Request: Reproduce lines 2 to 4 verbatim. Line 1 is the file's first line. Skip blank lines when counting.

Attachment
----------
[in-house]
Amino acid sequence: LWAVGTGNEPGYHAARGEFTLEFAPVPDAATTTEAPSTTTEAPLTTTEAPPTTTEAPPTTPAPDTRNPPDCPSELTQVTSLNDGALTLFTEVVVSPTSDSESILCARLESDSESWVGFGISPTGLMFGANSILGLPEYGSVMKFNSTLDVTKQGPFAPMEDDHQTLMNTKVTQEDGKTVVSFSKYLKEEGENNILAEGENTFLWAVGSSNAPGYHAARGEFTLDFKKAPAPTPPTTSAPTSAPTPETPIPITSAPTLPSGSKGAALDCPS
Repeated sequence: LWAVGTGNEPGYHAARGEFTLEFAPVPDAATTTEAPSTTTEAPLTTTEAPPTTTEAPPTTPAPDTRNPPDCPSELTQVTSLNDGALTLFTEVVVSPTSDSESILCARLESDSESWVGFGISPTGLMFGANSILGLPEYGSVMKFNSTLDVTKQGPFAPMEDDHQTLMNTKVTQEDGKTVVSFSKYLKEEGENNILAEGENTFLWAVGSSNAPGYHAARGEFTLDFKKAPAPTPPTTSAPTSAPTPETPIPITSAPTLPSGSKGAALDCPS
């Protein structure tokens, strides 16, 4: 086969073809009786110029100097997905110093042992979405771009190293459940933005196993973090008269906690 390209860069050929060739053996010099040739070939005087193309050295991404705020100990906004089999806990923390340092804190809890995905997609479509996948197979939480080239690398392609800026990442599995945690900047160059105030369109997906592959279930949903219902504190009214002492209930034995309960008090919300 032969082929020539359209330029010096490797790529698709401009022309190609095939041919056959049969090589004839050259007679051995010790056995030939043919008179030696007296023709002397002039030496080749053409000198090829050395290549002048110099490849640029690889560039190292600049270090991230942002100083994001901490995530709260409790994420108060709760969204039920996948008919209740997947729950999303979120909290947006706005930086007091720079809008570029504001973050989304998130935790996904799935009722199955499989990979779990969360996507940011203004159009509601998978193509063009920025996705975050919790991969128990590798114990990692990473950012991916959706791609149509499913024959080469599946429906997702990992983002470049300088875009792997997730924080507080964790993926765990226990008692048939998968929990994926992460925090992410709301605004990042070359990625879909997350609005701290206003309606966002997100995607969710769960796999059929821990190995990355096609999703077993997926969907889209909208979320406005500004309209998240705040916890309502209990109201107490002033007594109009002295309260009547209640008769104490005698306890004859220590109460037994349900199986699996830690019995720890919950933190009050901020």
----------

Amino acid sequence: LWAVGTGNEPGYHAARGEFTLEFAPVPDAATTTEAPSTTTEAPLTTTEAPPTTTEAPPTTPAPDTRNPPDCPSELTQVTSLNDGALTLFTEVVVSPTSDSESILCARLESDSESWVGFGISPTGLMFGANSILGLPEYGSVMKFNSTLDVTKQGPFAPMEDDHQTLMNTKVTQEDGKTVVSFSKYLKEEGENNILAEGENTFLWAVGSSNAPGYHAARGEFTLDFKKAPAPTPPTTSAPTSAPTPETPIPITSAPTLPSGSKGAALDCPS
Repeated sequence: LWAVGTGNEPGYHAARGEFTLEFAPVPDAATTTEAPSTTTEAPLTTTEAPPTTTEAPPTTPAPDTRNPPDCPSELTQVTSLNDGALTLFTEVVVSPTSDSESILCARLESDSESWVGFGISPTGLMFGANSILGLPEYGSVMKFNSTLDVTKQGPFAPMEDDHQTLMNTKVTQEDGKTVVSFSKYLKEEGENNILAEGENTFLWAVGSSNAPGYHAARGEFTLDFKKAPAPTPPTTSAPTSAPTPETPIPITSAPTLPSGSKGAALDCPS
């Protein structure tokens, strides 16, 4: 086969073809009786110029100097997905110093042992979405771009190293459940933005196993973090008269906690 390209860069050929060739053996010099040739070939005087193309050295991404705020100990906004089999806990923390340092804190809890995905997609479509996948197979939480080239690398392609800026990442599995945690900047160059105030369109997906592959279930949903219902504190009214002492209930034995309960008090919300 032969082929020539359209330029010096490797790529698709401009022309190609095939041919056959049969090589004839050259007679051995010790056995030939043919008179030696007296023709002397002039030496080749053409000198090829050395290549002048110099490849640029690889560039190292600049270090991230942002100083994001901490995530709260409790994420108060709760969204039920996948008919209740997947729950999303979120909290947006706005930086007091720079809008570029504001973050989304998130935790996904799935009722199955499989990979779990969360996507940011203004159009509601998978193509063009920025996705975050919790991969128990590798114990990692990473950012991916959706791609149509499913024959080469599946429906997702990992983002470049300088875009792997997730924080507080964790993926765990226990008692048939998968929990994926992460925090992410709301605004990042070359990625879909997350609005701290206003309606966002997100995607969710769960796999059929821990190995990355096609999703077993997926969907889209909208979320406005500004309209998240705040916890309502209990109201107490002033007594109009002295309260009547209640008769104490005698306890004859220590109460037994349900199986699996830690019995720890919950933190009050901020």